FedRAMP has three components:

1. Security Requirement Authorities which create government-wide baseline security requirements that are interagency developed and approved. This will initially be the Federal Cloud Computing Initiative and ultimately live with the ISIMC Working Group.
2. The FedRAMP Office which will coordinate authorization packages, manage authorized system list, and provide continuous monitoring oversight. This will be managed by GSA.
3. A Joint Authorization Board which will perform authorizations and on-going risk determinations to be leveraged government-wide. The board will consist of representatives from GSA, DoD, DHS and the sponsoring agency of the authorized system.

GSA is working with OMB, security groups including  the Federal CIO Council’s Information Security and Identity Management Committee, and the marketplace to vet this program and ensure that it will meet the security requirements of the government while streamlining the process for industry. 

Cloud Computing and Open Government

In the past decade, vast increases in the ubiquity and availability of storage space, bandwidth, and computing power have enabled a new class of Internet-based applications—broadly called "web 2.0"—that focus less on one-way delivery of information and more on enabling large, diverse communities to come together, share their wisdom, and take action.  Increasingly, citizens—government's customers—simply expect to find the information they want and need through the use of the on-line social networks and platforms they are rapidly adopting and use as part of their everyday lives.

As our Administrator, Martha Johnson, noted upon being sworn in February 2010:

Hoarding and hiding information prevents citizens and civil servants from understanding and participating in the public process effectively…We at GSA can help change that. We can make the information more available, as a first step.  And we can do much more.  We can, and will, take advantage of emerging technologies for sorting, sharing, networking, collective intelligence, and using that information. Our goal is nothing short of a nation that relies not on select data and statistical boxing matches, but on accurate evidence that supports knowledge and wisdom.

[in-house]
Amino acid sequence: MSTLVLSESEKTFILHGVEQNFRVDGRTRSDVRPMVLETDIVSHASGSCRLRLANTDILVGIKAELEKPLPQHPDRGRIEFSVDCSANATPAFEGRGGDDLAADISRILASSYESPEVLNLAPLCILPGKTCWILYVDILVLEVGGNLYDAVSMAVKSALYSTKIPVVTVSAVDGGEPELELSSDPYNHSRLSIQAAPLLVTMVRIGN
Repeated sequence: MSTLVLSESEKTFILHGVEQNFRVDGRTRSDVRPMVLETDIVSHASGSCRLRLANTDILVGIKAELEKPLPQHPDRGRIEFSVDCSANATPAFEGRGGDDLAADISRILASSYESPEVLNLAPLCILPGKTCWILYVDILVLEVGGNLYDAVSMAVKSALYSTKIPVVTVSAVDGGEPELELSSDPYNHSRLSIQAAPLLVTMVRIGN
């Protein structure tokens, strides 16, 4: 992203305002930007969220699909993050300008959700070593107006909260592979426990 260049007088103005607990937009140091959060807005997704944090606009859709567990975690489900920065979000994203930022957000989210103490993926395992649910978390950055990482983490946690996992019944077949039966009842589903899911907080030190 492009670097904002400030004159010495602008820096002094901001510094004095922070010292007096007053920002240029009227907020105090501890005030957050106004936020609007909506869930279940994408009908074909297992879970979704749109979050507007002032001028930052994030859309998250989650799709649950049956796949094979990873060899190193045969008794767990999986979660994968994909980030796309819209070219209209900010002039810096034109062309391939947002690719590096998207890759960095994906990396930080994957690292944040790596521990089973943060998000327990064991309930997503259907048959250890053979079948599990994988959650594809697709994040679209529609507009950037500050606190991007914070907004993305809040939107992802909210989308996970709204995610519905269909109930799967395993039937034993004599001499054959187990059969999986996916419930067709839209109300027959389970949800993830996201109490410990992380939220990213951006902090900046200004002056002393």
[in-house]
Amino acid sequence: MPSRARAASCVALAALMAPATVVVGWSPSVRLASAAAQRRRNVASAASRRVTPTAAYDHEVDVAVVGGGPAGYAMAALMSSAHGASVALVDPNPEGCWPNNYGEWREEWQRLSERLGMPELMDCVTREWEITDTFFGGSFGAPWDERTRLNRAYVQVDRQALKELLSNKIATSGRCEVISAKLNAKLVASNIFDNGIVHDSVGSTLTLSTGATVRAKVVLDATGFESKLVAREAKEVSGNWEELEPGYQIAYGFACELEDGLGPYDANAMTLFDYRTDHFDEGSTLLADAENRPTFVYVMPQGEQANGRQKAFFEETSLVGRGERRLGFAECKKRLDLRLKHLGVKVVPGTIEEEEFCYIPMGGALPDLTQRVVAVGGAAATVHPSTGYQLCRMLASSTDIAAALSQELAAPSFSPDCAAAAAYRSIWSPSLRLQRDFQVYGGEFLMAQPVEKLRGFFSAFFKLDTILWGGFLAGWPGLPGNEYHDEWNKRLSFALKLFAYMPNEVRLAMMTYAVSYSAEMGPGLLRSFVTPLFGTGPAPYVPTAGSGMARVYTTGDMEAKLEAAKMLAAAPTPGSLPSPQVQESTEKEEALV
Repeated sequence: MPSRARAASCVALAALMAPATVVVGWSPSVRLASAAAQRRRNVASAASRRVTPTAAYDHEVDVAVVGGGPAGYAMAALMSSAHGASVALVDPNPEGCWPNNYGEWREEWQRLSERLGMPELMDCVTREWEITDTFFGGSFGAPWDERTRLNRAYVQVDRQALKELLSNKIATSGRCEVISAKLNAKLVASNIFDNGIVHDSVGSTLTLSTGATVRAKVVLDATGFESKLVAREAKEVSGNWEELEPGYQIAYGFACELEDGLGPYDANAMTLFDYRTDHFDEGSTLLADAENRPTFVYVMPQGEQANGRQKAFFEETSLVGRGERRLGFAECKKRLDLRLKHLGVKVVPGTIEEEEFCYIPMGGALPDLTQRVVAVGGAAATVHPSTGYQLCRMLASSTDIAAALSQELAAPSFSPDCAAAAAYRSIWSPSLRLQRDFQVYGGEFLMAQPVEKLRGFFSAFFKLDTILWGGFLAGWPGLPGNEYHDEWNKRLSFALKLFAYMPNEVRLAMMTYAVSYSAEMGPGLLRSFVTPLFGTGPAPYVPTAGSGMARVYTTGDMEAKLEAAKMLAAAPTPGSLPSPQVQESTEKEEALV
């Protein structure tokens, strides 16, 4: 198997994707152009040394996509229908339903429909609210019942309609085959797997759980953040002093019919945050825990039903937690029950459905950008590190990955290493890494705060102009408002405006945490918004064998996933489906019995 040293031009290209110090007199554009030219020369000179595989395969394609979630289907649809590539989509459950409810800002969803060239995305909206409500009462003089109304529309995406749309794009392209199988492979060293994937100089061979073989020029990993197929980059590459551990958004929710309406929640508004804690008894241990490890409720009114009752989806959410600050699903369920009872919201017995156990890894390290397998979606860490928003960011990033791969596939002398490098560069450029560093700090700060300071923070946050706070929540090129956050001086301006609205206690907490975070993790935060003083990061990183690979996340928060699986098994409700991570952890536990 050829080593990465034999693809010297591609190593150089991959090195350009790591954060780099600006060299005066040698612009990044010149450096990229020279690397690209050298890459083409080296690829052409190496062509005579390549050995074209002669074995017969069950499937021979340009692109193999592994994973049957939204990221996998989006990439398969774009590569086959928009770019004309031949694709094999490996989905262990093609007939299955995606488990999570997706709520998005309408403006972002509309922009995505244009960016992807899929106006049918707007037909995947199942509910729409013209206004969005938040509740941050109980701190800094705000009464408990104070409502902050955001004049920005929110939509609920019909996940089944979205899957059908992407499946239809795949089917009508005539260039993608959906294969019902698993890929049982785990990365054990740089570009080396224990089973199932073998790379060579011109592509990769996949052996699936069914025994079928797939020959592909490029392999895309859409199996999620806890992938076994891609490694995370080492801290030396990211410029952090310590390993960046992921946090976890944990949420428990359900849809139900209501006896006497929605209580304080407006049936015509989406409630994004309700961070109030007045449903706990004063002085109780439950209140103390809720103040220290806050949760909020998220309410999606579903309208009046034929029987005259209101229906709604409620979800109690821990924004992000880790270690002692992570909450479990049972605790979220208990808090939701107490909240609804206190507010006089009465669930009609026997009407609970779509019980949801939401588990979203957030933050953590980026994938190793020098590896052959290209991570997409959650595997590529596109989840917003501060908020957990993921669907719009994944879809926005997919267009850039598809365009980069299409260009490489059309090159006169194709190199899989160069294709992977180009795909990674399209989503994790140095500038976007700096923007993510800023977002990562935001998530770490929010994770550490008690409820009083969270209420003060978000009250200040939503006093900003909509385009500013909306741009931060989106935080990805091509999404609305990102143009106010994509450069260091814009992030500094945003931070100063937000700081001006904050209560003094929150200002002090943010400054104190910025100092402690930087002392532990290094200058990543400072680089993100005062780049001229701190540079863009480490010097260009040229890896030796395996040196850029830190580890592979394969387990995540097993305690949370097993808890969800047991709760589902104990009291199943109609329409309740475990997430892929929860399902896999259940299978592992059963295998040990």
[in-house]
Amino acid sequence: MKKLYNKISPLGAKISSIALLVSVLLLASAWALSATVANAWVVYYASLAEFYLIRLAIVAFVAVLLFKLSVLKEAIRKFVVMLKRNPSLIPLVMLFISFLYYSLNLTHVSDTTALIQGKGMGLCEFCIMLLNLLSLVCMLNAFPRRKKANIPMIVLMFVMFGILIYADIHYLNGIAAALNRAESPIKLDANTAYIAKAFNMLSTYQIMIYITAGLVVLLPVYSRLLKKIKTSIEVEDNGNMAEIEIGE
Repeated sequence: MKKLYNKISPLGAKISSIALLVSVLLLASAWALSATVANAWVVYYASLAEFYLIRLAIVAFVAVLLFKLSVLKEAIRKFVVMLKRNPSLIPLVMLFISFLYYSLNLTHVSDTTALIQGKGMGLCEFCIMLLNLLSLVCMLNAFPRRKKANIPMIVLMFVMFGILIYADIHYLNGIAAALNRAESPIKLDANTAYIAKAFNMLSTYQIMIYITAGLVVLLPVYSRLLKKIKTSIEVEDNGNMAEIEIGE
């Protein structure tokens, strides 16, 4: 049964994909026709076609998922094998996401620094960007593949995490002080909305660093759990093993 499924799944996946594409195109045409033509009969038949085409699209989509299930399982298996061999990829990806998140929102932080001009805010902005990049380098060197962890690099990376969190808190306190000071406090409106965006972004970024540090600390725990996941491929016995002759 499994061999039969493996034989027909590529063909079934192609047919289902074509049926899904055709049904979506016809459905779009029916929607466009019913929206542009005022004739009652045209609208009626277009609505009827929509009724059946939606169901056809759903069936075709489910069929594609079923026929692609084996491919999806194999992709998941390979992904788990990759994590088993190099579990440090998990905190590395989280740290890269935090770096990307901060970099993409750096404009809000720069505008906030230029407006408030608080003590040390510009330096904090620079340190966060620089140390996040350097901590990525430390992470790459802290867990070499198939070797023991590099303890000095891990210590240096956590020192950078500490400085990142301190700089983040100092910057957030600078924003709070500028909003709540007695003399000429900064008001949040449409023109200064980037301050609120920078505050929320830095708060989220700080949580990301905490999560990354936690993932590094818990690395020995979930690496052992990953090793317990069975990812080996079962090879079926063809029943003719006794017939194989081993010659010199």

Most of these new web 2.0 technologies and tools are available as cloud-based SaaS solutions and/or are hosted in cloud computing infrastructure environments.  This allows the government to offer these tools and services in a very cost-efficient manner.  Let me highlight a few examples:  

  • The Common Open Government Dialogue Platform is a project undertaken by GSA in response to the Open Government Directive's mandate that agencies "incorporate a mechanism for the public to provide input on the agency’s Open Government Plan."  Over the course of six weeks, GSA provided interested agencies with a no-cost, law- and policy-compliant, public-facing online engagement tool, as well as training and technical support to enable them to immediately begin collecting public and employee input on their forthcoming open government plans. Since then, GSA has worked to transfer ownership of the open government public engagement tool, powered by a cloud SaaS platform called IdeaScale, to interested agencies, in a manner that provided both policy and legal compliance, as well as support for sustained engagement.  The tool was launched in February 2010 across 22 federal agencies and the White House Office of Science and Technology Policy; overall resource investment was less than $10,000 – far less than the hundreds of thousands or millions of dollars that would have resulted from agencies independently pursuing and procuring IT solutions.  The agencies’ dialogue sites garnered over 2,100 ideas, over 3,400 comments, and over 21,000 votes during a six-week "live" period and the tool continues to be used by several agencies for a variety of other open government purposes.